Posts Tagged ‘Carburetor’

Fuel Bowl Control

Monday, December 19th, 2011

Here are the lock screw and adjustment nut with instructions.

The process of carburetion starts at the bowl where fuel arrives at the needle and seat. The needle’s cone-shaped top presses against the matching seat in the housing to limit the amount of fuel that enters. The float located inside of the bowl rides on the fuel like a boat and raises or lowers the needle based on the level. This is why proper float adjustment is crucial. If the float is adjusted to ride too high, the excess fuel will find its way to the vent tube and into your engine unatomized, causing the engine to run poorly or stall. If the float level is set too low, you can starve your engine of fuel, causing it to lean out or stumble. (more…)

Upgrading Your Existing Carburetor

Thursday, August 18th, 2011

Where to Spend Your Money First 

In past “Carburetor Classes” we discussed individual carburetor components and how they work. But of all the components which are the most critical to going fast or being consistent? All of the lessons about how a carburetor works in theory are useless without practice. Now we will address where on your carburetor you should spend money first. (more…)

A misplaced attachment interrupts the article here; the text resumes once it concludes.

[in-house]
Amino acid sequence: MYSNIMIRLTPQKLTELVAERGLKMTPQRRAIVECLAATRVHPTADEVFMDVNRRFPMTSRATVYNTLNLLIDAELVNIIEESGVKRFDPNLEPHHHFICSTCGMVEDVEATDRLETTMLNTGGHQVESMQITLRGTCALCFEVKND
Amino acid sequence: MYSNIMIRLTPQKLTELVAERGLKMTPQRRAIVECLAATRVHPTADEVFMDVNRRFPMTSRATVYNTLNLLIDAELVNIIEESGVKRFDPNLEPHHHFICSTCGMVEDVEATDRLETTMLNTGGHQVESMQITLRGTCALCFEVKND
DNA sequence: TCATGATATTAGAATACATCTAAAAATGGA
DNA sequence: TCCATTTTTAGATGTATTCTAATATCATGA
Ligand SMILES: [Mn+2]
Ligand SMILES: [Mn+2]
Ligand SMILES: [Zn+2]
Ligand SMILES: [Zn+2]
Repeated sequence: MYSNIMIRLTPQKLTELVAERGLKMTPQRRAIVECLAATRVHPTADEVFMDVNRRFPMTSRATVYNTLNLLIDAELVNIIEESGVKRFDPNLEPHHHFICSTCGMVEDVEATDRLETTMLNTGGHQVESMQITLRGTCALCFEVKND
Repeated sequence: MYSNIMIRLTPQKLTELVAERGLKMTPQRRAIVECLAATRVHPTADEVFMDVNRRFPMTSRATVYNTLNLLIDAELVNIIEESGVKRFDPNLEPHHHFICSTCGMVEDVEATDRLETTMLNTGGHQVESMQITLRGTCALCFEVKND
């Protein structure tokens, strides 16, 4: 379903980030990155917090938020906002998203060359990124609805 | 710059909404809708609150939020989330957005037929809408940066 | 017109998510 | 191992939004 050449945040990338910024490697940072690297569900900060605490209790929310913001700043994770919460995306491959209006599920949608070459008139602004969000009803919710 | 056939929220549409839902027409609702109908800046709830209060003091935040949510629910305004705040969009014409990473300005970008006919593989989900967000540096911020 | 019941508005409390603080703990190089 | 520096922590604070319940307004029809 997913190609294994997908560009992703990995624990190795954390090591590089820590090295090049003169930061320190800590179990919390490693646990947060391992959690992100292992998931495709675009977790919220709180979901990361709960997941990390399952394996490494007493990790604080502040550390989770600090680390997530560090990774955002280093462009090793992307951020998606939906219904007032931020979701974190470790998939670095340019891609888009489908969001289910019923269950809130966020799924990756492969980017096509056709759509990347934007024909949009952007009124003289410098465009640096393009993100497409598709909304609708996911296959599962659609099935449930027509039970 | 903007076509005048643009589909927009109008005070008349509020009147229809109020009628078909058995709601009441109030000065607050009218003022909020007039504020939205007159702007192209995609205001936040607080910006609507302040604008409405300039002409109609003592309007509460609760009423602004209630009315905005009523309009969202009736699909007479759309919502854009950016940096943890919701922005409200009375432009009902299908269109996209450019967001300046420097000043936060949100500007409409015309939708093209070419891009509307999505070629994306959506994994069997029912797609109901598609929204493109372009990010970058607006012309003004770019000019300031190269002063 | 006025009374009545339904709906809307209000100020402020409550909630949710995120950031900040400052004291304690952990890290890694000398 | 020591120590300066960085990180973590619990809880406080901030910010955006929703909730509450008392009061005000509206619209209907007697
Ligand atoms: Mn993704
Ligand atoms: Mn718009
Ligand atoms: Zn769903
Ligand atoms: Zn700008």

Carburetor Class

Monday, June 13th, 2011

Rebuilding Tips and Things to Watch For

We here at Quick Fuel Technology think it’s safe to say most gearheads have had carburetor troubles at some point in their life. The questions are: Am I experienced enough to isolate the problem and fix it? Do I give up and purchase a different carburetor? Do I completely rebuild the carburetor in hopes of experiencing an increase in performance? All of these are viable options to a problem, and there are many opinions on the best way to alleviate carburetor problems. Keep in mind, in many cases a carburetor just needs to be freshened up. (more…)

The Four-Barrel Chronicles

Wednesday, June 1st, 2011

More Carburetor Mysteries Solved, Part II

Appearance Vs. Reality

Changing priorities during the 1970s and ‘80s combined with the EPA’s grand and glorious entrance into the automobile business, made fuel distribution especially important.  It is for this reason that some carburetors, which were used both as original equipment and for aftermarket replacement, differ even though they share the same model designation. New car emissions standards may have dictated internal changes not required on performance-type replacement carburetors produced during the same time period. (more…)

Carburetor Basic Training

Thursday, March 3rd, 2011

Chapter One of a Three Part Series

If you’re new to drag racing, it may seem odd that some engines are equipped with carburetors. If you’ve been racing for years, it probably seems odd that some aren’t. In either case, carburetor operation may be a bit of a mystery. (more…)